Love's Prayer by Melissa Storm – New Release

Love’s Prayer by Melissa Storm
The First Street Church Romance, Book One
Genre: Inspirational Romance
From acclaimed author Melissa Storm comes the first in a brand-new series of sweet and wholesome small-town love stories with the community church at its center…
Summer Smith is at a crossroads in life. Fresh out of college with no idea what comes next, she agrees to take over her aunt’s flower shop for the season. She arrives in the small, close-knit community of Sweet Grove, Texas, hoping to find some answers.
Ben Davis has lived in the shadow of his family’s mistakes for years. Forced to give up everything he ever wanted for himself, he begins to consider taking his own life in a final effort to end all the pain. A desperate plea sent to the God he isn’t even sure he believes in is soon answered by a series of miracles that bring Summer and Ben crashing into each other.
Love’s Prayer offers a dramatic story about two people who must find a way to believe in each other and in themselves in order to finally find the place where they belong. This novel of finding faith, hope, and—ultimately—love in the darkest of times is sure to tug at your heartstrings and leave you craving more from the First Street Church Romances!
Melissa Storm is a mother first, and everything else second.
She used to write under a pseudonym, but finally had the confidence to come out
as herself to the world. Her fiction is highly personal and often based on true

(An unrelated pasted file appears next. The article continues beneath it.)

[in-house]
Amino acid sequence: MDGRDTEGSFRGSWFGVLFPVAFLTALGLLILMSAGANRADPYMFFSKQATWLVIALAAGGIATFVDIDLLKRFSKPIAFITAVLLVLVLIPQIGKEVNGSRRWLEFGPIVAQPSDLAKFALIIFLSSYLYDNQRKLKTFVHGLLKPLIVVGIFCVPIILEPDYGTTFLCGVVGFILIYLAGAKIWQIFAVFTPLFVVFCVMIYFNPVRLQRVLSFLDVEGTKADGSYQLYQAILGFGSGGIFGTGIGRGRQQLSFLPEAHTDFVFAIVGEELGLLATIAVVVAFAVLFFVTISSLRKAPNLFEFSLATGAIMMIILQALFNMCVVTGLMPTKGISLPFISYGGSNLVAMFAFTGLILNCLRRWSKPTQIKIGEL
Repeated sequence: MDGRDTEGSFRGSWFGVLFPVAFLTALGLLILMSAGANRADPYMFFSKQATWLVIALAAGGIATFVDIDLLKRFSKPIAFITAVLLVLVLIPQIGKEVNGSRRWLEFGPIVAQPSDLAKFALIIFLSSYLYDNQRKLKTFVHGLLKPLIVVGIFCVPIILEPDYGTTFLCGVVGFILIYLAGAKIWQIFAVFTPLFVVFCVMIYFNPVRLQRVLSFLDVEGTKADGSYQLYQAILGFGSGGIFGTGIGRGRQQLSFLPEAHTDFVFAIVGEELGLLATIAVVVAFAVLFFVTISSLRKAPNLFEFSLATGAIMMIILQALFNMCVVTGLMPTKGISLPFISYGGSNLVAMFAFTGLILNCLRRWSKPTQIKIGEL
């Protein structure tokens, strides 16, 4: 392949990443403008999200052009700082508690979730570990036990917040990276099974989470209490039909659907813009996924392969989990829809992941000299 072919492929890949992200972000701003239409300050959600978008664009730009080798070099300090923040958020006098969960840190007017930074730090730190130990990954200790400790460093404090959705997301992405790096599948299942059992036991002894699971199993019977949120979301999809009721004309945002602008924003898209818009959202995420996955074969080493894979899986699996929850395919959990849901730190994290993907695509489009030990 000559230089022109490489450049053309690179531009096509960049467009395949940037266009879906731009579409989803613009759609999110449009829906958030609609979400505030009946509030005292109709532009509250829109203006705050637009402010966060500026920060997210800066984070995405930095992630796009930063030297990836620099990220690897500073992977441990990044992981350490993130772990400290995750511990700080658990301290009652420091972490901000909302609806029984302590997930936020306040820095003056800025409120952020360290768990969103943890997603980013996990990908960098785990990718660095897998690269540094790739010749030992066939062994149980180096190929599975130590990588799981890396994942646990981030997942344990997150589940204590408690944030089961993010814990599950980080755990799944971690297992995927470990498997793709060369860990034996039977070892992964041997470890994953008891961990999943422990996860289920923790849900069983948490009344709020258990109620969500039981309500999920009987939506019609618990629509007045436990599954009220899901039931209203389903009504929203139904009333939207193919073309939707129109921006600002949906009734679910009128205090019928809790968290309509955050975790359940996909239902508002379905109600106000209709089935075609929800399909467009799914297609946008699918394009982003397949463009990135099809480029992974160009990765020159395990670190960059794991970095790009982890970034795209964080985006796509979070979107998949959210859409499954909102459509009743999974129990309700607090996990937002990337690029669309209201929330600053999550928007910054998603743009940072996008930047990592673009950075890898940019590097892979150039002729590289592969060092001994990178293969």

stories. Writing is Melissa’s way of showing her daughter just how beautiful
life can be, when you pay attention to the everyday wonders that surround us.
Melissa loves books so much, she married fellow author
Falcon Storm. Between the two of them, there are always plenty of imaginative,
awe-inspiring stories to share. Melissa and Falcon also run the business Novel
Publicity together, where she works as publisher, marketer, editor, and
all-around business mogul. When she’s not reading, writing, or child-rearing,
Melissa spends time relaxing at home in the company of her two dogs, five
parrots, and rescue cat. She never misses an episode of The Bachelor or
her nightly lavender-infused soak in the tub.
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Season of Sisters by Emily March – Review

In SEASON OF SISTERS, New York Times bestselling author Emily March weaves a compelling and thoroughly charming tale of three Southern women whose chance meeting at a charity bridal gown sale will change their lives forever.

Holly Weeks loves her boyfriend, but he miscalculated when he dragged her to a wedding gown sale. Marriage isn’t one of her life goals, and a pretty dress won’t change her mind. Nothing can change it – to her secret despair.

After her husband forgets their 25th wedding anniversary, Maggie Prescott finds herself lonely and abandoned in her empty nest. So she decides to donate her wedding gown to a good cause. Why would she hold on to either the man or the dress?

Grace Hardeman, a volunteer at the sale, has only one wish – to be enveloped in the warmth of her family as she celebrates her Golden Anniversary. But soon she unwittingly adopts a new goal: survival.These three women find themselves at turning points in their lives, and their unlikely friendship forges a bond of sisterhood – the last defense against a broken heart.SEASON OF SISTERS is a full-length, contemporary women’s fiction novel, originally published by Pocket Books with the title THE PINK MAGNOLIA CLUB written by Geralyn Dawson, a pseudonym for Emily March.

 Purchase on Amazon –

From Amazon –

From the Author

Every author has a “book of her heart,”  that one novel they know they were meant to write. SEASON OF SISTERS is mine.